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UN approves new watchdog on minorities

20 April 2005

A new United Nations special mechanism on minorities has been approved by consensus of the Commission on Human Rights (CHR) at its 61st session in Geneva. A UN Independent Expert on Minority Issues will engage in dialogue with governments and minorities worldwide to promote and protect minority rights. The new post was welcomed by Minority Rights Group International (MRG), which has campaigned intensively for a new minorities watchdog, although the organisation criticized attempts by some states to weaken and undermine its mandate. MRG described the role as a valuable addition to the resources required to meet the challenge of widespread and ongoing minority rights violations.

The new mandate will play a key role in promoting long neglected minority rights issues within the UN system. Essential to its effectiveness will be the ability to enter into consultations with Governments and minorities in a constructive, problem-solving manner, in order to resolve issues of contention. MRG believes that an experienced and internationally renowned Independent Expert will provide enhanced channels within the UN system through which minority concerns can be specifically addressed. Some states including Egypt had opposed a strong mandate, but failed to seriously restrict the potential of the post in the face of widespread international support for its establishment.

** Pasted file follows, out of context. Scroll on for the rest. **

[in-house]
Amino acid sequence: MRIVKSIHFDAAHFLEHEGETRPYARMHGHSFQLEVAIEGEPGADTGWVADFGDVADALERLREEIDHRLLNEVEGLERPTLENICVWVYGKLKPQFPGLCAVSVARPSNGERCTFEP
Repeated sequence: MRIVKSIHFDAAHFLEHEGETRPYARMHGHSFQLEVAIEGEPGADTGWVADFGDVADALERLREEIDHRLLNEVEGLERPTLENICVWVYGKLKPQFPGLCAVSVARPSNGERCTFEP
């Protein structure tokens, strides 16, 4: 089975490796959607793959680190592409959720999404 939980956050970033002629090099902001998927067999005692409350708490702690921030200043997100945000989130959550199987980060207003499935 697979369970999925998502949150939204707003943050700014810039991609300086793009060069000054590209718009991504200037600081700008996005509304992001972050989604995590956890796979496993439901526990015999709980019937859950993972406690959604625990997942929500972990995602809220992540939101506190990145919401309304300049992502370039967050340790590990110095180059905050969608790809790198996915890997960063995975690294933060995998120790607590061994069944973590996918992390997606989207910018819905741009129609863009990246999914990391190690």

Director of Minority Rights Group International, Mark Lattimer, stated: ‘Minorities around the world are abused and discriminated against, yet minority issues have remained virtually invisible in the UN system. The establishment of the Independent Expert on Minority Issues, together with the post of UN Special Adviser on the Prevention of Genocide created last year, means that the UN is at last getting serious about the protection of minority rights.’

MRG points out that minorities comprise an estimated 30-40% of the world’s population, and that 70% of the world’s conflicts are of an ethnic or religious nature. However, the UN, since its inception, has consistently neglected the issue of minorities and currently only a Working Group on Minorities is devoted to minority issues. MRG believes that the WGM continues to fulfil a crucial role as a forum for representatives of minorities to present their concerns to the UN, and to engage in dialogue with their government and experts. MRG fully supports the vital work of this body, which will now sit for a three day session during the Sub-Commission on Human Rights and urges full attention to its work by both states and Sub-Commission Members.

The new post is created amid a wide-scale review and reform of the UN system with the goal of delivering results in the fields of human rights, development and security. MRG believes that significantly greater attention to the rights of minorities is key to the prevention of ethnic and religious conflict and essential progress towards the Millennium Development Goals (MDGs).